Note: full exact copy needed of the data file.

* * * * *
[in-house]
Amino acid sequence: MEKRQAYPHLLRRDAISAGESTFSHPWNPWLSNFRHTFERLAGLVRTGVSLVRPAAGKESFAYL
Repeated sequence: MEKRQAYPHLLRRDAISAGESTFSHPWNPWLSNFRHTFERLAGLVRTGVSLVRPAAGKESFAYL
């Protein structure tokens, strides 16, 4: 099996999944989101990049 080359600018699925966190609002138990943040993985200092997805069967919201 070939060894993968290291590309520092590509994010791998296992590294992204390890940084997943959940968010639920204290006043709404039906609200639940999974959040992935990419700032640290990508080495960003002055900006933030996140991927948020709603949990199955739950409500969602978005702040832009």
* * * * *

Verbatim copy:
[in-house]
Amino acid sequence: MEKRQAYPHLLRRDAISAGESTFSHPWNPWLSNFRHTFERLAGLVRTGVSLVRPAAGKESFAYL
Repeated sequence: MEKRQAYPHLLRRDAISAGESTFSHPWNPWLSNFRHTFERLAGLVRTGVSLVRPAAGKESFAYL
């Protein structure tokens, strides 16, 4: 099996999944989101990049 080359600018699925966190609002138990943040993985200092997805069967919201 070939060894993968290291590309520092590509994010791998296992590294992204390890940084997943959940968010639920204290006043709404039906609200639940999974959040992935990419700032640290990508080495960003002055900006933030996140991927948020709603949990199955739950409500969602978005702040832009």